Betfair, for example, was not created by a corporate, but by a few people that liked to gamble, and were interested in tech. It won tech awards, both inside and outside gambling. The company hummed along beautifully until it hit similar snags. When it was taken over it already had "premium charges", and almost immediately the new corporate bosses were shuttling users into the regular sportsbook. 

One of the greatest gambling innovations of our lifetimes was relegated to an afterthought. 

Business books and studies (I think even Prof Betts linked a study to this on her twitter feed) have delved into this phenomenon, and it's not just with the DK's of the world. The private sector has done less and less in the way of innovation, and is more concentrated on hitting a "street" target. History books might not look kindly on this part of this era, but often times with hitting that target, the consumer benefits through lower prices and uniform access. In the sports gambling world, this somehow (how, I do not know) perversely means higher prices and less access. 

A few weeks ago, Racing the Rockefeller Way, was written for HRU. In it, Rockefeller's business strategies were examined. One section not touched on was his creation of a medical research group - the first of its kind. His mission statement was to be curious, innovate, discover new things, be proactive. It was a Bell Labs for medicine. The research saved millions and millions of lives and exists to this day (running certainly profitably, if need be). I wonder what it would've become if its benefactor's initial KPI was an EPS target. 

Most of us want to see gambling on sports and horses to grow, to innovate, to get better, to offer more access at low prices to achieve that every day huge volume. That to us is a sound business. I think that's why most of us are so confused when the business seems to wish for the opposite. 

Have a nice Tuesday everyone. 

Thursday, June 2, 2022

10 Things

Here are a few things (ten of them!) people who have blogs tend to do when they're taking a break from work and want to write something. I hope you like maybe four or five of them. 

Note - This is *not* a Derby Top Ten list. 

1. The Big M is partnering with Insideharness.com to get more information out to the betting public. This probably stems from some serious to-the-back-with-chalk racing we've seen at times lately. I like it and have been calling for this stuff for a long time, Chip seems more perplexed than when an official calls a Penguin for an obvious trip.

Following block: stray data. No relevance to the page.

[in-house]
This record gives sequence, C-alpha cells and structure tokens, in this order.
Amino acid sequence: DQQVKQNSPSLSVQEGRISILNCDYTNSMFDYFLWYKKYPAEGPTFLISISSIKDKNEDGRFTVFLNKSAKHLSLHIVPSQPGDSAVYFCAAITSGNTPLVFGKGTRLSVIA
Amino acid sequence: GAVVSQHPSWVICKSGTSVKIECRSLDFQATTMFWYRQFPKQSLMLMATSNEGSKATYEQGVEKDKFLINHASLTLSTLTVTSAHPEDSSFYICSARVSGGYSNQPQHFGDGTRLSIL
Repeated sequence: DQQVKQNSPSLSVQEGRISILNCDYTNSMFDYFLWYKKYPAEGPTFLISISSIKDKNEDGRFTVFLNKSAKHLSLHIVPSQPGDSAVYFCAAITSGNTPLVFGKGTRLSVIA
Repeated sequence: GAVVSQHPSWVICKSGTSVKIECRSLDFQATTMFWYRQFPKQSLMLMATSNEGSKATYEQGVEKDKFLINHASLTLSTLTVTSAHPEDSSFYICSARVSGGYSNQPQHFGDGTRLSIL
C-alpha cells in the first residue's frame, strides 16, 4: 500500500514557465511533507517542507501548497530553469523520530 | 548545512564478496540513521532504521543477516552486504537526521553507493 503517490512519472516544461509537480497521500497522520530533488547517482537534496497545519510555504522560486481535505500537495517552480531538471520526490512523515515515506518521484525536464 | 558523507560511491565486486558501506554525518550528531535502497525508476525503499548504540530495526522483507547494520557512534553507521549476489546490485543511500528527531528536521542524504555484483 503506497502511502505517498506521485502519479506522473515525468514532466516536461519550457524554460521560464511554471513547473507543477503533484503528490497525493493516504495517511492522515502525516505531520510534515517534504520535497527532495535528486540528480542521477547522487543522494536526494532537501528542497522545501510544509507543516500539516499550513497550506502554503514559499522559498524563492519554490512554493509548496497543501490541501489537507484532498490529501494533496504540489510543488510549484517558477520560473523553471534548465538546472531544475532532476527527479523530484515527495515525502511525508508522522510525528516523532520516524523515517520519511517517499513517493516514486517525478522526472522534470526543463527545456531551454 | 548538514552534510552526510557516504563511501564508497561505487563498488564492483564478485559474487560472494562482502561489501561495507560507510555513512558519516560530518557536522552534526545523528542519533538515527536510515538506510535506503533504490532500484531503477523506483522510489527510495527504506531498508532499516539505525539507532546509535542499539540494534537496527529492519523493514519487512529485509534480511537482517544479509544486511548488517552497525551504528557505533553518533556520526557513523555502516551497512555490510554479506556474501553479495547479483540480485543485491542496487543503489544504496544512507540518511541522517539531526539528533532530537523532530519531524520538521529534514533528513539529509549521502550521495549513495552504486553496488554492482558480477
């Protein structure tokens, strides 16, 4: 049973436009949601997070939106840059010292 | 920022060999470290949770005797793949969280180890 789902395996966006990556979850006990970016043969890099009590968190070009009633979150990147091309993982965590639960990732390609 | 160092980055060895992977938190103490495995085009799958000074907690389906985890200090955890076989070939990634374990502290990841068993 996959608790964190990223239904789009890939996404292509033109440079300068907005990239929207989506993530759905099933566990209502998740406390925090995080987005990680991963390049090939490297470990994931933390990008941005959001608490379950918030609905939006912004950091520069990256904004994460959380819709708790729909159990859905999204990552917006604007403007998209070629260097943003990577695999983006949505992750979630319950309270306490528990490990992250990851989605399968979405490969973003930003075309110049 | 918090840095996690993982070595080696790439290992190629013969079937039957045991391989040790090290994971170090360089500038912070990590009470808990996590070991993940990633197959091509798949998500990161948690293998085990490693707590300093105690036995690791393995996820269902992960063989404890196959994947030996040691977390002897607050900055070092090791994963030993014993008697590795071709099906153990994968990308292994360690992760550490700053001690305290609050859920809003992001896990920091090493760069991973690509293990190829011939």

2. I went to the track for the first time in a long while a couple of weeks ago. This track - Mohawk - reminded me what it's like. The food was good, the setting nice and I had a great time. Going to the track is underrated. 

3. I saw a tweet yesterday from Ed from Los Al. He said something about the importance of accurate morning lines to the betting public. He's right. People like David Aragona need a raise; others, I know it's hard but please do better. 

4. I watched a little of the Mountain the past week or so, and I was pleased to see Mark Patterson hosting the show. The insight, the stories, the analysis were all presented in a perfect Mark way. It was nice to see you again Mark. 

5. Horse racing has a ton of variables computers pick up and it makes them effective. However, the nuance of the game still leads us into places computers can't go. In hockey tonight it feels similar to me. Goalie Mike Smith could not stop an 18 inch Chicago deep dish last game, and if they put him back in I I am supposed to bet Colorado and the over. But, the narrative in the dressing room he is no good right now, and often teams get super defensive in this type of outlier situation to protect the netminder. Should I bet the under? I think so. 

6. In 1900, the richest country in the world was the U.S. Today, almost every country in the world is richer than they were. Don't say this on twitter, but capitalism rocks. Getting out of the way and letting things roll has worked wonders. In 1900, the juice in horse racing was 5%. Why didn't you people just get out of the way?

7. No bets on the Ontario election tonight for me, because it's a foregone conclusion. The economy hasn't been awful in my home province, COVID responses were not off the charts bad or good, and people seem relatively happy with Premier Ford. Plus, it's super hard to ditch someone after only four years up here in the Tundra. 

8. I read this week that 117 million of the 300 million or so guns in the states are owned by collectors, representing 3% of the population. I collect comics and old programs. 

9. I am a fan of Rich Strike and his connections. I hope they win the Belmont. 

10. Have a very nice Thursday everyone.